The Qimen That Might Have Sugar

One day I went up to Tang Kou to have lunch with the Cha Shan farmer. It was the off season and I just wanted to spend the day with him. While I waited for him to pick me up I popped into a antiques shop to kill some time. 

The Lady there was so nice. She took the time to show me around the shop, taking out small trinkets for me to have a closer looking at even though she knew I probably wasn't going to buy anything. I looked around the shop for something I could buy and my eye came upon a shelf. 

The shelf has different food items all part of the well known local cuisine known as Hui Cai. (pronounced: hway ts-eye). On the shelf was cured meat, spicy fermented tofu and tea. I browsed through the tea and picked up one with a leaf shape I didnt quiet reconize. The leaves were big and rolled, sorta like a gua pian. I took a smell and was met with a deep pine needle aroma. When I asked about it the shop keeper just said it was average tea. I picked up a bag or two and went on my way. 

At home I tried the tea. I think it took me about two tries to really see it. This tea has a deep sugary body like I had never seen. Thick and chocolatey, with a touch of bitterness, this tea was just like drinking dark chocolate. I put it on the website and everyone who bought it was also shocked just by how rich and chocolatey the body was. I decided to get the local opinion about it. 

I took this tea to a local tea shop. To be honest the owner was not my favorite tea person in town. Her book knowledge far surpassed her ability to taste and she could be unfairly critical to a tea, always thinking her tea was better. (A common problem here). That being said I was looking for a harsh critic so she was just what I wanted. 

I had given this tea to one other person who had written it off by the look alone. Seeing all leaves and no bud, the women had preassumed it was a bad tea. This time I asked to brew the tea with out having the lady look at the leaves. 

"This is amazing" She exclaimed after taking the first sip. "Can I see the leaves?" Getting what I wanted I gave her a look. Her expression changed immedietely. She thought and then asked me to brew the tea three times, putting each brew in a different pitcher. Once I did this she began to laugh. She assured me that this tea infact had sugar. Her proof was the dark color of the leaves, the intense sweetness and the fact that this tea faded quickly. 

I had noticed all of these things before but had attributed it to intense making. The chocolate flavor is a common flavor in tea and is the result of a high baking. The sugars in the leaf caramilze giving you the chocolate notes. The down side to this process is that it covers up any other potential notes, much like a highly roasted wuyi oolong. This, along with the late picked leaves, would explain these characterstics that she attributed to sugar. I tried to share these thought but she was instistant that I had been tricked and that forgeiners were often tricked. I left her shop not convinced.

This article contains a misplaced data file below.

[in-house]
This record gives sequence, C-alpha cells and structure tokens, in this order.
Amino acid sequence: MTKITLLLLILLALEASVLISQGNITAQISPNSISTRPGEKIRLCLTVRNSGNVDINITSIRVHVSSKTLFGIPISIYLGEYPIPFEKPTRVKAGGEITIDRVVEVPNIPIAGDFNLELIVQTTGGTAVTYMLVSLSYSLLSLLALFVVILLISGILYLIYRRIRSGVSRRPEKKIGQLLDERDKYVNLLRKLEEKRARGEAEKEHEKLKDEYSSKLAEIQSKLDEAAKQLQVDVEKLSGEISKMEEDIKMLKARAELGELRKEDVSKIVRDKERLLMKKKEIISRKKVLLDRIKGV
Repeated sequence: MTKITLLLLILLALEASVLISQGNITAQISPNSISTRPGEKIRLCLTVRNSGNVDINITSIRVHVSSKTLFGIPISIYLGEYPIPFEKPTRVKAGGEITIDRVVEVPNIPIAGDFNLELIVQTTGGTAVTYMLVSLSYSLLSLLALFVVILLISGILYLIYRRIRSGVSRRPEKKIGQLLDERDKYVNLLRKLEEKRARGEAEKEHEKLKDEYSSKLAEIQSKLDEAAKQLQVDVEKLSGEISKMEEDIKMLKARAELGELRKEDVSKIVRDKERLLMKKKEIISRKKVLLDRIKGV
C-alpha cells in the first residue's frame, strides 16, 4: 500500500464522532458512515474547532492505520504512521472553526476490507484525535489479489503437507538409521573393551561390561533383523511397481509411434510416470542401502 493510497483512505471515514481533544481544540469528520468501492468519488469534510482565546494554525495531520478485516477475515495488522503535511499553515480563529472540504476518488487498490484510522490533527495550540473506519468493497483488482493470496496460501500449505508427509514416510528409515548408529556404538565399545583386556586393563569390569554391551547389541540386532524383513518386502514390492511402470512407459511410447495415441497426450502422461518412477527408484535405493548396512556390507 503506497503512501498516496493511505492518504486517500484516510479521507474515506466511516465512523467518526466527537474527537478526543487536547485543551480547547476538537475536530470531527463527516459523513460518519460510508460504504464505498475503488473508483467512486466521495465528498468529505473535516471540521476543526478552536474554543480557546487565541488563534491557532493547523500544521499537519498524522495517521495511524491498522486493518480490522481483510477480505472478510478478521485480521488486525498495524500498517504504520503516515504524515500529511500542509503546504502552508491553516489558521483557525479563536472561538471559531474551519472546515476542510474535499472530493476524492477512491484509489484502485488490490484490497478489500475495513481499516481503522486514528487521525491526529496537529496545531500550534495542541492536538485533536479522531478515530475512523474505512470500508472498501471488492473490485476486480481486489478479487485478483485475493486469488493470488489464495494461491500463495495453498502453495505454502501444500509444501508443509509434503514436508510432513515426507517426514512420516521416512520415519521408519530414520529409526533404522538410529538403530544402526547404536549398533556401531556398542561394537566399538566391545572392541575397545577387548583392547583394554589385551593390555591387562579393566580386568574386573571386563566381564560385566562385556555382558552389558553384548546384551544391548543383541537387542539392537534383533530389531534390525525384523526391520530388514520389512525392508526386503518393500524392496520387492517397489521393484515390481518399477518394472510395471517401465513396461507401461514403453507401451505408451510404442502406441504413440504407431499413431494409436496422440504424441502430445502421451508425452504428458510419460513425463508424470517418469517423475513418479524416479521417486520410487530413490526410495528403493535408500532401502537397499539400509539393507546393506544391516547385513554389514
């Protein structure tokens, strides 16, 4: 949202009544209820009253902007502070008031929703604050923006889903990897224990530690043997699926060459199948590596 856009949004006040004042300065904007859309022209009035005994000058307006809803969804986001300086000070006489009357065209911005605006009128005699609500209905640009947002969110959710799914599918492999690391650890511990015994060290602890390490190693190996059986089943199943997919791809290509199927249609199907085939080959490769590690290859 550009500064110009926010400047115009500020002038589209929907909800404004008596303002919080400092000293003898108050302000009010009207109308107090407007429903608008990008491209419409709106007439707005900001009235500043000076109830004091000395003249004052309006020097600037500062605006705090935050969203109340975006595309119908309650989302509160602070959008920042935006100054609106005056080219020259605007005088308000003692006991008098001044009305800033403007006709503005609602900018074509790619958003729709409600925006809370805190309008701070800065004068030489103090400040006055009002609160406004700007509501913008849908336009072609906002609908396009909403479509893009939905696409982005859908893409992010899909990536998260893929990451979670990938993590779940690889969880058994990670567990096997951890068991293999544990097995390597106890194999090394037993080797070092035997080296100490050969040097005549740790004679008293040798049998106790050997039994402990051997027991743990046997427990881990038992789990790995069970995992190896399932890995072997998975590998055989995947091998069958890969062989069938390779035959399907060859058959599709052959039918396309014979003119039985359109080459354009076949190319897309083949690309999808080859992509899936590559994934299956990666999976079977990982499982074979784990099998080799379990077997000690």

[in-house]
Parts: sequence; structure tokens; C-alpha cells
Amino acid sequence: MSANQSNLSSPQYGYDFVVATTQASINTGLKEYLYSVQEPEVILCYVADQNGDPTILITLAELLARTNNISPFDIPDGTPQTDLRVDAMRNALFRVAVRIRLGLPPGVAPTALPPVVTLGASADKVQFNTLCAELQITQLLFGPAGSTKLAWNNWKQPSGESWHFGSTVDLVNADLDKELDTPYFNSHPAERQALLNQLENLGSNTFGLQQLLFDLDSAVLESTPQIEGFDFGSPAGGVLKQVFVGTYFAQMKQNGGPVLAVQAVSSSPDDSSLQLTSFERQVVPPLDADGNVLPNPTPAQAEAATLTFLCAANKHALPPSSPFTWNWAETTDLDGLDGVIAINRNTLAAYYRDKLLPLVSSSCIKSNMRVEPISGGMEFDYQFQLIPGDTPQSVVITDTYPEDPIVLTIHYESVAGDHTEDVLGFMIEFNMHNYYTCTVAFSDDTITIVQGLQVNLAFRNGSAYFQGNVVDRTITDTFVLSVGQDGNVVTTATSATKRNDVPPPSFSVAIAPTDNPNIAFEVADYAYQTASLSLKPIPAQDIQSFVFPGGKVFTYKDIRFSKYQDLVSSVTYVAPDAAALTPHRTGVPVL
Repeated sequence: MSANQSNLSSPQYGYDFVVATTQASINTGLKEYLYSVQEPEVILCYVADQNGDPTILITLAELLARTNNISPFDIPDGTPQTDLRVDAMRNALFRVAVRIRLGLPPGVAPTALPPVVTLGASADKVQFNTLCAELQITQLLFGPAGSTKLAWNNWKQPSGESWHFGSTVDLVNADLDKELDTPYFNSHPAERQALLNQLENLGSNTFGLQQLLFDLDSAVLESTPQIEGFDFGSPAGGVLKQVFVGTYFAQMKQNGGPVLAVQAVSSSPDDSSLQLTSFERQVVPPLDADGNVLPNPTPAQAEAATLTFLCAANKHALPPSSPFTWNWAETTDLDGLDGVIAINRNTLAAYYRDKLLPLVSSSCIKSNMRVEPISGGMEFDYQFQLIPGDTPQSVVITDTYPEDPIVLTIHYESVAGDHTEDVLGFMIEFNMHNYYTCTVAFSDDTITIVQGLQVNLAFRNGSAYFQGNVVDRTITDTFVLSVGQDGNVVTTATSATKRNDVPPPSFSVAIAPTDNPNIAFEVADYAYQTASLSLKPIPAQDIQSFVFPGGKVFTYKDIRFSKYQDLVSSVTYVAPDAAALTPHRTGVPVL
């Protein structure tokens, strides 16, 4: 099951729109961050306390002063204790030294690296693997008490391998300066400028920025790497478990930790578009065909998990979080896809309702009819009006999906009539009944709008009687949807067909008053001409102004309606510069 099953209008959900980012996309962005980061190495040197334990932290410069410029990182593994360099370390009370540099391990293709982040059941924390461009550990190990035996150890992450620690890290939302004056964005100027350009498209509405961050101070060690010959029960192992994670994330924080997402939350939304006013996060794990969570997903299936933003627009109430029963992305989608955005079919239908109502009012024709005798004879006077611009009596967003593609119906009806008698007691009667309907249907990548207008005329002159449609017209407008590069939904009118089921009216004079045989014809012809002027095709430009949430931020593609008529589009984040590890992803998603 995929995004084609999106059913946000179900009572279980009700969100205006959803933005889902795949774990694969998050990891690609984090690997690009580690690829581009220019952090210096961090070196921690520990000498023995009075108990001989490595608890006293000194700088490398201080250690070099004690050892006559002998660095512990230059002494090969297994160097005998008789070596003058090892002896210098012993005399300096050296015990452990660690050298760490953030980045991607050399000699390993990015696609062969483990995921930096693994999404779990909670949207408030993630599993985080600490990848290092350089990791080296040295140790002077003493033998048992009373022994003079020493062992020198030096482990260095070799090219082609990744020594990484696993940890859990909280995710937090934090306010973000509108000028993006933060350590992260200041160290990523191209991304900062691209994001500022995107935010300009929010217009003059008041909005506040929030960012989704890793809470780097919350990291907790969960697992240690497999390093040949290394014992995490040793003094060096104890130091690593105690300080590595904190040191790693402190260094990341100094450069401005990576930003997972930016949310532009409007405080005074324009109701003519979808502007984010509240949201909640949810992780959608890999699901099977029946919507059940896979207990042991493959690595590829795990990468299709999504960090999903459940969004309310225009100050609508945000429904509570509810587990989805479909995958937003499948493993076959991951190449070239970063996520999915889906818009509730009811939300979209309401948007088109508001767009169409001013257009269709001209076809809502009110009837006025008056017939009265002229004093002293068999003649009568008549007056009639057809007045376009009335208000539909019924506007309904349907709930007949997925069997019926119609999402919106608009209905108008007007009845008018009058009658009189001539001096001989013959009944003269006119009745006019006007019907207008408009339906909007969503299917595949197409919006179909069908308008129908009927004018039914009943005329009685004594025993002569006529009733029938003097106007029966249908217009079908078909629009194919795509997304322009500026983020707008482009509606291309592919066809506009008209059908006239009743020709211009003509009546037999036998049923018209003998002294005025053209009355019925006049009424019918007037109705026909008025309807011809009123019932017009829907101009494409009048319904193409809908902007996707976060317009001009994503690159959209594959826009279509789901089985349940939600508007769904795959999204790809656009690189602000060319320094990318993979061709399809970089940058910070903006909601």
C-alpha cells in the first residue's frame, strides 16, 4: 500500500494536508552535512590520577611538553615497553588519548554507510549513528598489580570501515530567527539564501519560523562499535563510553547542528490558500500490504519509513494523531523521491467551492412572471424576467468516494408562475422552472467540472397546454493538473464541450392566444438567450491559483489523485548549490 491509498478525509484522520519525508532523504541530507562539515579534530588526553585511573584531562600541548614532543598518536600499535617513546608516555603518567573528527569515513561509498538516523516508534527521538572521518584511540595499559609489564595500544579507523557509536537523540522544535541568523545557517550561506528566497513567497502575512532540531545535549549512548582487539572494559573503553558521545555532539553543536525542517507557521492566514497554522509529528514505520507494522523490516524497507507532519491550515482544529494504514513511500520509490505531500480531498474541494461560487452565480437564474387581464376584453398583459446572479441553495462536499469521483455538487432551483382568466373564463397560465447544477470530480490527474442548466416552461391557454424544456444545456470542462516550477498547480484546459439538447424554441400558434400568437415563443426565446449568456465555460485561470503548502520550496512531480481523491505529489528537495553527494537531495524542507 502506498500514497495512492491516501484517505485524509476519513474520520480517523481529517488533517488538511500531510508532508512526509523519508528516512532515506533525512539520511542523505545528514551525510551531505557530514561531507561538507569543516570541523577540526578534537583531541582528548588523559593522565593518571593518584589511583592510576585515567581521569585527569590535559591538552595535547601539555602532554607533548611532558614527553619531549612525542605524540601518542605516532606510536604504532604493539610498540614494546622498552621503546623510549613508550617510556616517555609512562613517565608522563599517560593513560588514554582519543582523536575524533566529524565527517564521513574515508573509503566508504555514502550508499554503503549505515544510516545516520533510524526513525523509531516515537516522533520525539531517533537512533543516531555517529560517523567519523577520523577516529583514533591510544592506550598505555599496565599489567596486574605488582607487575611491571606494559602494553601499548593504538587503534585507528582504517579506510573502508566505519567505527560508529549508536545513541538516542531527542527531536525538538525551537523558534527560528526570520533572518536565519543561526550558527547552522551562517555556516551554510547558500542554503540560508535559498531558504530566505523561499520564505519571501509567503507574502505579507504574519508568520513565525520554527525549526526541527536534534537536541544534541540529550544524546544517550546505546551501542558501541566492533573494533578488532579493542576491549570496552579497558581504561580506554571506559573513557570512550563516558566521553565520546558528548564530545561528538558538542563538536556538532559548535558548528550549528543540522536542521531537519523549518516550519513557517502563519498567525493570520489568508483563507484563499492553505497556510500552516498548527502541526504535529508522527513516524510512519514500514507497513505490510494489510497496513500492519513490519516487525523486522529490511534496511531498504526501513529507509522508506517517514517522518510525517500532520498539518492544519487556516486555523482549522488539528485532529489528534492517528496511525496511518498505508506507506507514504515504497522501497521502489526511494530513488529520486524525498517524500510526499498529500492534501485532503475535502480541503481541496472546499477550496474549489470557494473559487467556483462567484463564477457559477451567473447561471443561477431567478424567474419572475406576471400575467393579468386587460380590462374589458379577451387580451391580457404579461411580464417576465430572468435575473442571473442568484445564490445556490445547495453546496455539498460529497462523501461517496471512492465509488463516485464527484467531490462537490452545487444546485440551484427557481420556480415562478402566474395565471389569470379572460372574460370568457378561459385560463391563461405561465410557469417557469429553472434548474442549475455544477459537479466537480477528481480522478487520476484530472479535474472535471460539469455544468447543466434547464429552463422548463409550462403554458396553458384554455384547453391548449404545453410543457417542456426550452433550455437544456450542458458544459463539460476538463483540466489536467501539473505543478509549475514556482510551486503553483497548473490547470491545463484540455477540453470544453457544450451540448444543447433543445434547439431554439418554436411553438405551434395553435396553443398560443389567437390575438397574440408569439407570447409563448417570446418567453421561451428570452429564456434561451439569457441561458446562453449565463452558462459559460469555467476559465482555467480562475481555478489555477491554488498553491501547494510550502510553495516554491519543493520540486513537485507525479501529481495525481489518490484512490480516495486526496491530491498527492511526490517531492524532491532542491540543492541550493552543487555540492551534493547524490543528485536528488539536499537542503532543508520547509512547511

From there I went to Xiao Qiao's shop.  Xiao Qiao is a Qimen native living in Tunxi. Her understanding of qimen tea and its flavors is much deeper than most of the people in Tunxi. I took the tea to her and followed the same procedure as I did the first lady. 

Xiao Qiao didn't say anything, but I could see what she was thinking. I simply asked "Does this have artificial flavors" to which she meekly smiled and noded.

I was still convinced. I had had a Qimen before with similar thickness and it didnt taste artificial to me. The sweetness comes out more in boiling water which I would think would be the opposite of sugar. That being said I was not too proud to ignore two tea professionals. I went home and took it off the website. 

I messaged the lady who sold it to me and she assured me nothing was added, but she of course could have a clear bias. 

The tea sat on my shelf until this last month. I recent received a package from One River Tea containing a En Shi red tea. This red tea was of higher quality with a better picking then my Qimen, but showed signs of a thick sugariness simialr enough to the Qimen to make me once again think no sugar was added. This idea was re enforced when I was gifted another Qimen with an even more similar sugariness! This led me to the conclusion that this level of sweetness really was possible naturally. 

Next spring I plan to go to the factory myself and see the making with my own eyes. Only then can I really be sure it has no artifical flavor. Till then the tea sits on my shelf. 

Would you drink a tea that could possible have sugar? 
Should I have taken it off the website or left it on? 
Leave your thoughts in the comments below. 

If you are interested in trying this tea send me an email at